By Kevin J. Sabo
For the Advance
Five members of the group pushing to open a youth centre in Castor appeared before Town council as a delegation during the Nov. 25th council meeting.
The group has been searching for a home in Castor for the last few months in the hopes that a centre could provide something for youth to do in the community.
“We desire a place where young people can gather in a fun, safe, welcoming, inclusive atmosphere,” said Brent Siemens, one of the board members for the fledgling group.
Siemens, who formerly ran the youth drop-in centre in Herbert, Sask., spoke about the history of Castor, and how there used to be, “Lots of things for young people to do.”
Things to do in Castor used to include a pool hall on Main Street and a movie theatre which once sat in the vacant lot beside Home Hardware.
“These things are gradually disappearing,” said Siemens. “I’m grateful that we still have sports facilities, but these things have largely disappeared.”
The plan for the drop-in centre would be to have televisions, gaming consoles, pool tables, and possibly even a gym area, as well as holding theme nights, and ‘inter-generational’ activities such as floor curling or bingo with the members of the Golden Circle.
The committee is requesting that the Town rent them the old fire hall once the fire service moves to its new quarters at the edge of town sometime next year, for the cost of monthly utilities, at approximately $750 a month.
To date, support for the youth drop-in centre has been promising with over $15,000 pledged to help start up the project, and a commitment from the County to fund around $3,000 a year once it is operational.
In the request to council, the youth committee also requested that if approved that the Town would keep liability insurance on the building, however the youth centre would fund its own social insurance, at the cost of between $2,500 to $5,000 a year.
When operational, the centre would be operated by volunteer youth members who would be responsible for opening, closing, and cleaning duties.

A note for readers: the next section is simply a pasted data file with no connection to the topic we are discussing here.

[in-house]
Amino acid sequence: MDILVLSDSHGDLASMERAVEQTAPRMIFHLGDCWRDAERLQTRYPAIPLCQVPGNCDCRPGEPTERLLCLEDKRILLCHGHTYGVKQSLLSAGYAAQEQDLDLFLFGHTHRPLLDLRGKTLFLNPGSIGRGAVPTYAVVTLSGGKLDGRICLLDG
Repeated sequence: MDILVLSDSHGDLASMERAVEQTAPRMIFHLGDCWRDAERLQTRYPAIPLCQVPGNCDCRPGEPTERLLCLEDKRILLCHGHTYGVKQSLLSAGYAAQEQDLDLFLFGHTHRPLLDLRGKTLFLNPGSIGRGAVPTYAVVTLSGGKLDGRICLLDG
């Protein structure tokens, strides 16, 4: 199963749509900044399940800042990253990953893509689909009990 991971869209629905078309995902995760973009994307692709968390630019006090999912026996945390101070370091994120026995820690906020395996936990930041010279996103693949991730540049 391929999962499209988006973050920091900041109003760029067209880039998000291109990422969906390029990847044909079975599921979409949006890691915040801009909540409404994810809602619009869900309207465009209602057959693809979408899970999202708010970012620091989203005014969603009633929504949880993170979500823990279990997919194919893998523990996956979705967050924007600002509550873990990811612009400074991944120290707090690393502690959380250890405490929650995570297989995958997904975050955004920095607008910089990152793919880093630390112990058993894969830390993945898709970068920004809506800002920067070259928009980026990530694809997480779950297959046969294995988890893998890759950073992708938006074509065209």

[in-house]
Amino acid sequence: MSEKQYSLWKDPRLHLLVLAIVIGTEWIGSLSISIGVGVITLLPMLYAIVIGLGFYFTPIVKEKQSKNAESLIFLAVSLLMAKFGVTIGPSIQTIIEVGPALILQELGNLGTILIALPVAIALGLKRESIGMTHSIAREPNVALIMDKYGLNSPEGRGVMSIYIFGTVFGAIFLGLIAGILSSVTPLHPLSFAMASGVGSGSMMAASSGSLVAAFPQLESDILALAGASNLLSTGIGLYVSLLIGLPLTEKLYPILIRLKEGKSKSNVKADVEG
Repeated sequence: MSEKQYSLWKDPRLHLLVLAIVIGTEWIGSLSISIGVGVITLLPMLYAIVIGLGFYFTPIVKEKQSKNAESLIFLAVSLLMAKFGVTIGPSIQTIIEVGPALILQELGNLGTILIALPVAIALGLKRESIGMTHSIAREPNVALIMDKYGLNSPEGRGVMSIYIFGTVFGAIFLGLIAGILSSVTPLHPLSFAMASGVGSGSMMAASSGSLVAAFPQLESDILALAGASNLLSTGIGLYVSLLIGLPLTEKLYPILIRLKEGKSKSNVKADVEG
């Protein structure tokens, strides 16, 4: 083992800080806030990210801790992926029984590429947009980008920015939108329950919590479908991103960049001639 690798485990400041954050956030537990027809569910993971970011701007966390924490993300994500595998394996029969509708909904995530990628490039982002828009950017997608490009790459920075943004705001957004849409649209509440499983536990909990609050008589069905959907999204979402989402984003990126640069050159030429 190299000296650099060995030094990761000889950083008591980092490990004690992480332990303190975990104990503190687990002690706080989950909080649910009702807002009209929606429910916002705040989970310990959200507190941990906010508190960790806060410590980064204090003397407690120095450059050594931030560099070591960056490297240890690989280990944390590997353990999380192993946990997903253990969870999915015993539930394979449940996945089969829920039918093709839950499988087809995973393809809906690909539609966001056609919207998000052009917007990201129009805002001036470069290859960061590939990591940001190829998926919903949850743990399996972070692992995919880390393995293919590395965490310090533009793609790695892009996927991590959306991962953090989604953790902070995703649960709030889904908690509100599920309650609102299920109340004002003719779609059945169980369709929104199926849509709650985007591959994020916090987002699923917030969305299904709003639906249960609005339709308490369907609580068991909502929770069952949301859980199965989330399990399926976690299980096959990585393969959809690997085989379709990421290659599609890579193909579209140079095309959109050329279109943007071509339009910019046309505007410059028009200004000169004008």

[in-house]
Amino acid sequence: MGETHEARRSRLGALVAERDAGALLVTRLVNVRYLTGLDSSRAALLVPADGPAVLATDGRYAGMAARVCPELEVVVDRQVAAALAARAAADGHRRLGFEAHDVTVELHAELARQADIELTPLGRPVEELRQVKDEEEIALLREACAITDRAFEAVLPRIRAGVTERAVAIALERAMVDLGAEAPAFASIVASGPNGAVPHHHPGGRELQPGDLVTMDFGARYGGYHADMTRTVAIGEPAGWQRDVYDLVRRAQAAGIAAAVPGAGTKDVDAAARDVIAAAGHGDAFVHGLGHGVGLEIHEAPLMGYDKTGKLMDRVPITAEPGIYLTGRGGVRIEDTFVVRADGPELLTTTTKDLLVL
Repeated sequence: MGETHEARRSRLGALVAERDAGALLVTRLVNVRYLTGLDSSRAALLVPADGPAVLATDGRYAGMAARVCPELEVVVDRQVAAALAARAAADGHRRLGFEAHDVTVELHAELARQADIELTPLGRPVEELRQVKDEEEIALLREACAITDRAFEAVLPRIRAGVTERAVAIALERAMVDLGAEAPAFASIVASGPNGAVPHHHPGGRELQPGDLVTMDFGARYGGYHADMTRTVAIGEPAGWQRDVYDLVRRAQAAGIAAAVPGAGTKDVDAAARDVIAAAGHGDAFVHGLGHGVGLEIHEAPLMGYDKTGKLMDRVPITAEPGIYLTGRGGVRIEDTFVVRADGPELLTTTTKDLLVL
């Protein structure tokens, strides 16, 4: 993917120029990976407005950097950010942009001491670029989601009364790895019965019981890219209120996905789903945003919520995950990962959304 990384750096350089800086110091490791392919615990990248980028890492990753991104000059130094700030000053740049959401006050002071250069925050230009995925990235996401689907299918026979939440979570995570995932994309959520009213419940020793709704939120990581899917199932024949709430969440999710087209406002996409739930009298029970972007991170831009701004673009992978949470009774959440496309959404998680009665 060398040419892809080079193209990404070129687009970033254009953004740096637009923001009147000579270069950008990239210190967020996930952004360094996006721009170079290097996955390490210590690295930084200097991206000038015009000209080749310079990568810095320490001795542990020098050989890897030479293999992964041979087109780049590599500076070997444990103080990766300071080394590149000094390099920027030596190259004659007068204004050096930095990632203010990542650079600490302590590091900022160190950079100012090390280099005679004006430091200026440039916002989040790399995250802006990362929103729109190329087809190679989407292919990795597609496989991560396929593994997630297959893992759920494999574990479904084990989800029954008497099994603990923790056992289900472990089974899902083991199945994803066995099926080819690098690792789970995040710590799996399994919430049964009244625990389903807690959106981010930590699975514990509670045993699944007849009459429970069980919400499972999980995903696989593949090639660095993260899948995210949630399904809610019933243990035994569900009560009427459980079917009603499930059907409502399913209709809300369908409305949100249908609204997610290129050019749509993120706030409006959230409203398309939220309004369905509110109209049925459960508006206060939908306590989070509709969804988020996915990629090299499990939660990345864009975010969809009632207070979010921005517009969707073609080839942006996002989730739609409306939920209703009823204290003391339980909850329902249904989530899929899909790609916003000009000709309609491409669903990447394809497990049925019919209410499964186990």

“There would be youth ownership, and youth accountability,” said committee member Janessa Dunkle.
“Volunteerism is a dying art. Yet we have so many youths pledging time and money to make this happen. It’s giving young people a purpose and a sense of community.”
The members of council accepted the presentation as information and will discuss the proposal at an upcoming meeting.
There will only be one meeting of council in December, on Dec. 16th.
Prior to the December meeting, the Town will be hosting a public forum on a procedural bylaw which has already passed first reading, beginning at 6:45 p.m.
Other highlights of the Nov. 26th meeting:
• The council code of conduct bylaw has been repealed and replaced with one with updated language, more in line with the requirements of the Municipal Government Act.
• The CAO bylaw has been amended to bring it in line with Municipal Government Act requirements.
• Town gas system losses have increased slightly, to .84 per cent loss.
• Town water system losses have decreased to 19.5 per cent.
• The Town has received two snow-related complaints. Due to one of the complaints, and other factors, the decision has been made to windrow and haul the snow on 51st St. between 49th and 51st Ave.
Both complaints will receive a letter back from the Town.
• Council has received a request for gravel in a right of way being used as a back alley. The portion of the right of way does not belong to the Town. The request has been tabled for review in the spring.
• Council has received an update from the Paintearth Wind Project. It is expecting regulatory approval in 2020 and will see a 42-turbine project placed in the County just north of Sullivan lake, south of Hwy. 12.
• The Town has agreed to terms on a facility user agreement between the Town, Castor Municipal Library, and Paintearth Community Adult Learning.